Let’s make one thing clear: Taking March out of the equation for one second, the state of the Blue Devils program is in a great place. Duke has an extraordinary prospect in Cooper Flagg coming in next season to headline the nation’s No. 1 recruiting class. The culture that Scheyer is building is outstanding, which can be seen with the likes of Kyle Filipowski, Jeremy Roach, Mark Mitchell and Tyrese Proctor all returning this past season, with a deep run in the NCAA Tournament in mind. But Scheyer isn’t naive. He knows, as Duke’s coach, you’re going to get judged upon by what you do in this wacky, surreal and sometimes unforgiving NCAA Tournament.

The strength of Scheyer’s team that he will rely upon on Sunday is his three-headed monster of a backcourt. Freshman Jared McCain, who Scheyer said Friday night is “built different” for the big moment, delivered 15 points, six rebounds and three assists in his Big Dance debut. Roach, the seasoned veteran, posted 14 points, five rebounds and four assists, while Proctor added 13 points.

“It’s a luxury to have these three guards,” Scheyer said. “We put this team together with a vision in the spring of being able to play three guards with two other guards really in [Mark] Mitchell and [Kyle] Filipowski in the big spot where they can handle, pass and do all of that. So, we have to make up for it in other areas. We’re not the most athletic team, but our guards, the toughness and the skill that all three of them have, is unique. I thought they all showed it in moments [on Friday night].”

It will not be an easy test Sunday against a 32-3 JMU team that, frankly, was under-seeded by the committee and has a dynamic duo in Terrence Edwards Jr. and T.J. Bickerstaff, along with a deep supporting cast. But perhaps the best part about this Duke team is a performance like they got from Filipowski on Friday. The preseason first-team All-American, who was double-teamed all game by Vermont, only attempted one shot in 37 minutes. That feels unfathomable for a 7-footer who leads his team in scoring. But his 12 rebounds, four assists, three blocks and two steals showed his value in other ways. That level of sacrifice really impressed a former All-American himself in Scheyer.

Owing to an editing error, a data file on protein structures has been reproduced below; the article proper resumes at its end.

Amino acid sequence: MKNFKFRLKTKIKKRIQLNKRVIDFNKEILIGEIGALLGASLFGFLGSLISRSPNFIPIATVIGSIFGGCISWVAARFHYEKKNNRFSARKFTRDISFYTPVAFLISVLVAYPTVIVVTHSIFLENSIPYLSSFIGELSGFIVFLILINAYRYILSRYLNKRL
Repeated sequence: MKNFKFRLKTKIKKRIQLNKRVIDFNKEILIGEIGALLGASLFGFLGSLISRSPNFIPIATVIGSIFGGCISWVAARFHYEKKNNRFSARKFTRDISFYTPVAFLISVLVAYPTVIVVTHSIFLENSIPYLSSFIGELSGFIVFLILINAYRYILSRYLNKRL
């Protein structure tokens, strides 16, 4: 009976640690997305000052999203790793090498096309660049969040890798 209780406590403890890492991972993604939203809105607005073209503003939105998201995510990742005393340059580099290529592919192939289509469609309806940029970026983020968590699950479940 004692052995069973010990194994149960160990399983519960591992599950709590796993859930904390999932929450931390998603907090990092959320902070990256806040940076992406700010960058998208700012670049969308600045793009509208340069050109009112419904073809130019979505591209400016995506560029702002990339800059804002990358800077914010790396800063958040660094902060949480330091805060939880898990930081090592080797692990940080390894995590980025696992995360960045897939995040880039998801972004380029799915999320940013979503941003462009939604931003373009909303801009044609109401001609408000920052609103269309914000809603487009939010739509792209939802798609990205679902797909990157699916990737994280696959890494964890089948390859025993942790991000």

“I want people to understand what a unique game that was that he had because it would have been really easy to try to force up shots when they’re doubling him,” Scheyer said of Filipowski. “He probably didn’t even touch it enough. Every time he touched it, we got wide open shots. The guards, they hit some 3s, but they also missed some that he hit them with, but I thought his competitiveness was at such a high level tonight. For him to affect the game without scoring, not many guys can do that, and he’s one of them. I’m just really proud of him.

“People, I hope, understand and appreciate how competitive and unselfish he [Filipowski] is. I’m really proud of how he leads our program.”

John Fanta is a national college basketball broadcaster and writer for FOX Sports. He covers the sport in a variety of capacities, from calling games on FS1 to serving as lead host on the BIG EAST Digital Network to providing commentary on The Field of 68 Media Network. Follow him on Twitter @John_Fanta.